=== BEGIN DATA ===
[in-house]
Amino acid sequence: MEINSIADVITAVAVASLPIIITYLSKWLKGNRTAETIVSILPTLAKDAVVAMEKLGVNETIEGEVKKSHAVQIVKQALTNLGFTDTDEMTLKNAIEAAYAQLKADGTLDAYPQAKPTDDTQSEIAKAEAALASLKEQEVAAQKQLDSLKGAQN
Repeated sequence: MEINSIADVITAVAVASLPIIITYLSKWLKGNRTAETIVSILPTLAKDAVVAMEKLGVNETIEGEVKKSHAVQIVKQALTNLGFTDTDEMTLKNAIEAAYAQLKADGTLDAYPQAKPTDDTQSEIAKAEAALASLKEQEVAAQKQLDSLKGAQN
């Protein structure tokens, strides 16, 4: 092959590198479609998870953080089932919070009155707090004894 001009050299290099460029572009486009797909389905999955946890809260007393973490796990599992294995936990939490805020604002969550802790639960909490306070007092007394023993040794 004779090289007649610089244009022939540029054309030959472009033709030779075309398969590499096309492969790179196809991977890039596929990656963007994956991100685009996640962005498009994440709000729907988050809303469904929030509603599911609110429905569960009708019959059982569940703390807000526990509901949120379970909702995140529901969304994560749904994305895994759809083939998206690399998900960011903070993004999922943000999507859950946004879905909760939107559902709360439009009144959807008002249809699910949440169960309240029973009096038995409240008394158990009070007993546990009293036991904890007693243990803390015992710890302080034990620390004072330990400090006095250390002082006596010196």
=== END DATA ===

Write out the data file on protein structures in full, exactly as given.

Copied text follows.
[in-house]
Amino acid sequence: MEINSIADVITAVAVASLPIIITYLSKWLKGNRTAETIVSILPTLAKDAVVAMEKLGVNETIEGEVKKSHAVQIVKQALTNLGFTDTDEMTLKNAIEAAYAQLKADGTLDAYPQAKPTDDTQSEIAKAEAALASLKEQEVAAQKQLDSLKGAQN
Repeated sequence: MEINSIADVITAVAVASLPIIITYLSKWLKGNRTAETIVSILPTLAKDAVVAMEKLGVNETIEGEVKKSHAVQIVKQALTNLGFTDTDEMTLKNAIEAAYAQLKADGTLDAYPQAKPTDDTQSEIAKAEAALASLKEQEVAAQKQLDSLKGAQN
């Protein structure tokens, strides 16, 4: 092959590198479609998870953080089932919070009155707090004894 001009050299290099460029572009486009797909389905999955946890809260007393973490796990599992294995936990939490805020604002969550802790639960909490306070007092007394023993040794 004779090289007649610089244009022939540029054309030959472009033709030779075309398969590499096309492969790179196809991977890039596929990656963007994956991100685009996640962005498009994440709000729907988050809303469904929030509603599911609110429905569960009708019959059982569940703390807000526990509901949120379970909702995140529901969304994560749904994305895994759809083939998206690399998900960011903070993004999922943000999507859950946004879905909760939107559902709360439009009144959807008002249809699910949440169960309240029973009096038995409240008394158990009070007993546990009293036991904890007693243990803390015992710890302080034990620390004072330990400090006095250390002082006596010196």